A point was raised about the nature of a Clause 2 notice and the question of confidentiality and privacy. In Committee, I stressed that a Clause 2 notice is a very basic notice which simply requires the basic details about a patient—name and address and so forth. With regard to whether this is likely to breach Article 8 of the ECHR, I am told that the matter has been checked

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and our advice is that no breach of Article 8 is implicit in the provision and we are confident, therefore, that we can protect the confidentiality of the patient.

I turn now to the issue of carers. I am grateful for the support of my noble friend Lady Pitkeathley. There is no one in this House who speaks with more authority about the work of carers and the implications that the Bill will have for them.

The requirement to consult a carer is slightly circumscribed in that the NHS body has to consult a carer only if it knows who the carer is and if it is reasonably practical to find out. This avoids any question of accidental or avoidable delay, which we want to minimise as much as possible in the Bill.

In addition, the Bill will be backed up by practical provisions. The guidance will emphasise the importance of consultation. The good practice workbook emphasises, in a whole chapter on patients and carers, what we mean by consultation and the importance of it. There is already a great deal of good practice in the process from which other local authorities can learn.

Noble Lords have rightly said that there is a difference between "consult" and "consent". It is important to be clear about the difference and to understand the implications of putting "consent" on the face of the Bill—which explain our difficulty with it. The Bill does not prevent a patient from refusing to co-operate with the NHS or social services in an assessment. That is the inviolable human right that patients have. But to give a person the right to prevent the NHS from taking the first step to inform local authorities that, in its judgment, for the well-being of the patient there may well be a role for social services on his or her discharge, would be counter-productive. It would do nothing to ensure that the patient would receive the most appropriate care available. It would require extra and unnecessary bureaucracy. It would not reduce delays.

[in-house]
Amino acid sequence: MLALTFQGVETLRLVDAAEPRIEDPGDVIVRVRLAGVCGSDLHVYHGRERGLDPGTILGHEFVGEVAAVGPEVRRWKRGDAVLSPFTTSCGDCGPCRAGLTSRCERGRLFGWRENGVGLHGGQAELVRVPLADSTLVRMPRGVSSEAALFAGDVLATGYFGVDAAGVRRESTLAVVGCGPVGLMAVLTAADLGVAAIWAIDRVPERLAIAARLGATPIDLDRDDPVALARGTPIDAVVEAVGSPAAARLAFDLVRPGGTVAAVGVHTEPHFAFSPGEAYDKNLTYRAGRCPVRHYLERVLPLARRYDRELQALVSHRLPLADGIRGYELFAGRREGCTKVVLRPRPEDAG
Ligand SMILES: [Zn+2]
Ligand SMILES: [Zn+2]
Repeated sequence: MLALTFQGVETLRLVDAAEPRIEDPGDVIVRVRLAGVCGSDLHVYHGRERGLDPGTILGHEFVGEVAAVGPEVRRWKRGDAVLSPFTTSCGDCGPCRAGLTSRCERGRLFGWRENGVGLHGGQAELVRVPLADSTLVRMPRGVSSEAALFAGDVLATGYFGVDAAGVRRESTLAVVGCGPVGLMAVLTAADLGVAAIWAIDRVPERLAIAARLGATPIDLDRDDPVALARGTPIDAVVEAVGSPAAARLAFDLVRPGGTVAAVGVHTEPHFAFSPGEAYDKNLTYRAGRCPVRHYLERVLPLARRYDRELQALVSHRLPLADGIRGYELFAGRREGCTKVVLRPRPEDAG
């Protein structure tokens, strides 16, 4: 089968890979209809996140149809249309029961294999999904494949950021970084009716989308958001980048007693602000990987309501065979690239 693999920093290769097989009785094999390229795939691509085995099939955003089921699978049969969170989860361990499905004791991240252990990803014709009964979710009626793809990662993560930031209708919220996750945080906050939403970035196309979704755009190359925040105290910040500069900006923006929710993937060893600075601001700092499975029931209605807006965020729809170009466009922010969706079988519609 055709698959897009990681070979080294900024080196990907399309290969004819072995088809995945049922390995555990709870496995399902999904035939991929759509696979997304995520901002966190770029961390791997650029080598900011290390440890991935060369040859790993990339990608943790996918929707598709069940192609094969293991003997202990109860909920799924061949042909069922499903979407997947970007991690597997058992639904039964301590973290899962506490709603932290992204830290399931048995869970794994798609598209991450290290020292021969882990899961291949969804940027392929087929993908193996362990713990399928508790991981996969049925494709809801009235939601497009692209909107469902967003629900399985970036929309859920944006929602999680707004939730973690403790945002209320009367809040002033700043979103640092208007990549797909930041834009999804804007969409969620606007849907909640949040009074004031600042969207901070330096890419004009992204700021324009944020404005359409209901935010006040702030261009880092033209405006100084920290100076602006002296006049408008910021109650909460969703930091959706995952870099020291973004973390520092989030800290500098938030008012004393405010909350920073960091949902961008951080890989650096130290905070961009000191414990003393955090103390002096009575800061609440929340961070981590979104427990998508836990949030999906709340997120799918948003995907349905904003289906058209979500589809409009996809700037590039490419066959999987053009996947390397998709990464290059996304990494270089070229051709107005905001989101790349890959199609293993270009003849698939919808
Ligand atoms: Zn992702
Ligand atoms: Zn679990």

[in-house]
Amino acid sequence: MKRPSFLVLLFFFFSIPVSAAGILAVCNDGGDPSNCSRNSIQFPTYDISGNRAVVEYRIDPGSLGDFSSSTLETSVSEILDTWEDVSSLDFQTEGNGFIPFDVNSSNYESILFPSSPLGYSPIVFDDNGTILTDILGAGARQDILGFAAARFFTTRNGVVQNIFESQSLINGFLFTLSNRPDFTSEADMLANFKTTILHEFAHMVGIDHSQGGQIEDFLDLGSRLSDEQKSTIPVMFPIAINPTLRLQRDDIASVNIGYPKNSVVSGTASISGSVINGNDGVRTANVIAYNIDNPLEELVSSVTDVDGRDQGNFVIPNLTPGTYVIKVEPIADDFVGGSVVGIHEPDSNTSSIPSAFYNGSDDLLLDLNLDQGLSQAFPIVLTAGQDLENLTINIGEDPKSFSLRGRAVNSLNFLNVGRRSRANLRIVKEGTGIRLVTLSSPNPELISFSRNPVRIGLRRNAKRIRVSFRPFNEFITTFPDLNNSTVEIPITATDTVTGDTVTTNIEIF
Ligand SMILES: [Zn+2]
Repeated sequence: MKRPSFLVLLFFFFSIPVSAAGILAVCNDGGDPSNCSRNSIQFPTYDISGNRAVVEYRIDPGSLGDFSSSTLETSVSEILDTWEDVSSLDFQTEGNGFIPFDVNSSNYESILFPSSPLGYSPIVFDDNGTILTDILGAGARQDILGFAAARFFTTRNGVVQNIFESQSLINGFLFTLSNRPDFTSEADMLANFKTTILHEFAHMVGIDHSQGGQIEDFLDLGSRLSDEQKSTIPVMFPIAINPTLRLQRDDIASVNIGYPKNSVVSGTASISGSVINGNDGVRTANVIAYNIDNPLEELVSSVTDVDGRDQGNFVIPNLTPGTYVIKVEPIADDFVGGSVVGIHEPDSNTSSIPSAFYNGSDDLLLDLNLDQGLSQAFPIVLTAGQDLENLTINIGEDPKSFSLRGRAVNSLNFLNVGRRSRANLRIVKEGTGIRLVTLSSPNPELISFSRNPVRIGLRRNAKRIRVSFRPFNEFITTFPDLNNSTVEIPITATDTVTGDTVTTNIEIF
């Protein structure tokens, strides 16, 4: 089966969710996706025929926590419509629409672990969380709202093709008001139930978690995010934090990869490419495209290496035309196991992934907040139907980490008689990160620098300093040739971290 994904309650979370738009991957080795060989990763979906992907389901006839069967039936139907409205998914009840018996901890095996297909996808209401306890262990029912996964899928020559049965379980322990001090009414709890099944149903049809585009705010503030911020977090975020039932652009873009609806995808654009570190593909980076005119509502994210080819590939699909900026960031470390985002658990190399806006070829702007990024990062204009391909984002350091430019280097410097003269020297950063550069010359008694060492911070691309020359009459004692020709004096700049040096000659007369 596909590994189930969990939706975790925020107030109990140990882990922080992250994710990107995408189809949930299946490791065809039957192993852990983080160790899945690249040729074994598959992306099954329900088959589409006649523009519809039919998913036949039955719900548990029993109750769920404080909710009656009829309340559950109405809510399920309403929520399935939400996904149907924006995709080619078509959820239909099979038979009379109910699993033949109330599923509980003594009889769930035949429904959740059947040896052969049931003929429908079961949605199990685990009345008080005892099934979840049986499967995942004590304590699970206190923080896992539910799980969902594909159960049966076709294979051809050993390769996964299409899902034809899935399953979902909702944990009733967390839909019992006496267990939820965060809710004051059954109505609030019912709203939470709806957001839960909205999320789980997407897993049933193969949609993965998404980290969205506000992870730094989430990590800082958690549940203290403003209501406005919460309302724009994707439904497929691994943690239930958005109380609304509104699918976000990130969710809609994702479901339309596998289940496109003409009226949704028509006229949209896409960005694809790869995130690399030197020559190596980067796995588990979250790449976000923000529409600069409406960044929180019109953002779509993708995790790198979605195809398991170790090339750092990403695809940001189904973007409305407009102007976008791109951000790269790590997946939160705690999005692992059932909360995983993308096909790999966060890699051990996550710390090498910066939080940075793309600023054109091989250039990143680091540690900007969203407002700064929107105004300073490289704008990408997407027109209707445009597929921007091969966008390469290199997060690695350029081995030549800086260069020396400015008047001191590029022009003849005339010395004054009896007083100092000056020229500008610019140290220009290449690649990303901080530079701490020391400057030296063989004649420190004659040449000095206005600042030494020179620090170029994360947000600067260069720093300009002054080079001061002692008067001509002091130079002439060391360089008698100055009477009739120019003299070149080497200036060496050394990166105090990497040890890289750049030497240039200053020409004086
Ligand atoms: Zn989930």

I state again that, if the person involved does not want help from the social services—no matter how great his or her need, or for whatever reason—it cannot be forced upon him or her. Surely that is the most important point to bear in mind. There has to be a way of initiating contact with the social services which takes account of the patient's feelings. I believe that the requirement that we seek to add via Amendment No. 7 is sufficient to ensure that that proper balance is maintained.

I turn now to Amendments Nos. 15, 16, 20—to which the noble Earl spoke—and 23. The amendments propose that local authorities should consult with parents and carers during the assessment process. The problem that we have is that we are alarmed that such a provision would cut across the existing assessment process.

Clause 3(11) clearly ties assessments carried out in accordance with the duty in Clause 3(3) to assessments carried out under Section 47 of the National Health Service and Community Care Act 1990. We are very clear that there should be no difference in the type or

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standard of the assessment to which a person is entitled. We have spent a great deal of time on the single assessment process. The amendments would differentiate an assessment carried out in accordance with Clause 3(3) from other Section 47 assessments. We are concerned about this. We believe that it would introduce confusion into the Bill which might hold up assessments, cause duplicate assessments or cut across assessments. So we do have a problem.